A couple of days ago I was emailing with a friend who was bemoaning President Obama’s slow response to the crisis at the Veterans Health Administration. It’s obviously hard to take the other side of that argument, especially since Obama made the poor performance of the VHA a big campaign issue in 2007. Here’s what he said:
It’s time for comprehensive reform. When I am President, building a 21st century VA to serve our veterans will be an equal priority to building a 21st century military to fight our wars. My Secretary of Veteran’s Affairs will be just as important as my Secretary of Defense. No more shortfalls — it’s time to fully fund the VA medical center. No more delays — it’s time to pass on-time VA budgets each and every year. No more means testing — it’s time to allow all veterans back into the VA. I will immediately reverse a policy that led the VA to turn away nearly 1 million middle and low-income veterans since 2003.
Obviously this makes Obama an even bigger target than he would have been anyway. And the charges aimed at the VHA are pretty ugly. They need to be taken seriously.
Nonetheless, I replied that there was more to this than we were getting from the feeding-frenzy stories offered up by the media. Perhaps somebody ought to do a deep dive on the story of the VHA over the past couple of decades? I don’t have the background to do this myself, but in the meantime I’d like to offer a few quick bullet points that anyone writing about the VHA should at least be aware of. Here they are:
- During the Clinton administration, the performance of the VHA was revolutionized under Kenneth Kizer. The old VHA of Born on the 4th of July fame was turned into a top-notch health care provider that garnered great reviews from vets and bipartisan praise on Capitol Hill. The best account of this is Phil Longman’s 2005 article, “Best Care Anywhere.”
- In 1999, Republicans decided to play dumb political games with Kizer’s reappointment. Eventually, with the handwriting on the wall, he chose to leave the VHA.
- Under the Bush administration, some of the VHA’s old problems started to re-emerge, most likely because it no longer had either presidential attention or a great administrator. As early as 2002—before the Afghanistan and Iraq wars made things even worse—claims-processing time skyrocketed from 166 days to 224 days.
- Under the Obama administration, the patient load of the VHA has increased by over a million. Partly this is because of the large number of combat vets returning from the Afghanistan and Iraq wars, and partly it’s because Obama kept his promise to expand access to the VHA.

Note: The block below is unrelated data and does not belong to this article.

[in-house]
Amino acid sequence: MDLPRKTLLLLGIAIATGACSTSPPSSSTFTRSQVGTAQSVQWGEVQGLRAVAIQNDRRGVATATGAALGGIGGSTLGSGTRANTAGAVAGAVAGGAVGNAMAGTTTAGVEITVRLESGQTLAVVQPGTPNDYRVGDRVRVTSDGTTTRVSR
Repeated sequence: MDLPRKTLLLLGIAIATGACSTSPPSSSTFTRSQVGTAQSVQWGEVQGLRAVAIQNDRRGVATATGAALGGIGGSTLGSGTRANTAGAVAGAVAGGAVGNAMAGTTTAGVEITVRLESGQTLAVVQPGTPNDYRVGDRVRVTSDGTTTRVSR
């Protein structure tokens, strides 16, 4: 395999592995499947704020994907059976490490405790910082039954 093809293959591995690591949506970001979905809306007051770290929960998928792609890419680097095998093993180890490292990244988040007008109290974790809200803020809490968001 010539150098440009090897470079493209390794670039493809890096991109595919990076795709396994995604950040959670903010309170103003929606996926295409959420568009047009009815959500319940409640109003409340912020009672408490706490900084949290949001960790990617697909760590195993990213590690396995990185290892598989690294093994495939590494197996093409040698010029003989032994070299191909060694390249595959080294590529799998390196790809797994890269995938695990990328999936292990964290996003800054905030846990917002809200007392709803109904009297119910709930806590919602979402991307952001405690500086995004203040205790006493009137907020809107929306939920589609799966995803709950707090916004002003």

- It was inevitable that this would increase wait times, and the VHA’s claims backlog did indeed increase during the first three years of Obama’s presidency. Over the past couple of years, however, wait times have shrunk dramatically. A digital claims system has finally been put in place, and the claims backlog today is less than half what it was at the beginning of 2013.
- What’s more, despite its backlog problems, the VHA still gets high marks from vets. Overall, satisfaction with VHA care is higher than satisfaction with civilian hospitals.
- The most sensational charge against the VHA is that 40 or more vets died while they were waiting for appointments at the VA facilities in Phoenix. But so far there’s no evidence of that. The inspector general investigating the VHA testified last week that of the 17 cases they’ve looked at so far, they haven’t found any incidents of a patient death caused by excessive wait times.
- In February, Republicans killed a bill that would have funded two dozen new medical centers. “I thought that maybe, just on this issue, this Senate could come together and do the right thing for our veterans,” said Sen. Bernie Sanders. Nope.
Finally, it’s important to distinguish between complaints about medical care and complaints about access to the VHA system. There are lots of complaints about the latter, partly because the rules about who’s eligible for VA coverage are fairly complex. Both of these things are fair game, but they shouldn’t be confused. They have different causes and different repercussions.
None of this is really meant to exonerate the Obama administration from whatever faults the VHA still has. He’s been president for more than five years, after all. At the same time, the VHA has had a lot of problems for a long time, and their origins span parties, administrations and branches of government. Obama may deserve to get knocked around for not doing more to fix them, but he also deserves credit for finally making significant progress on issues that have festered for decades.
This isn’t a story that deserves to be treated like Benghazi 2.0. Leave that to Fox News. If you’re going to tell this story, you need to tell it all, both good and bad.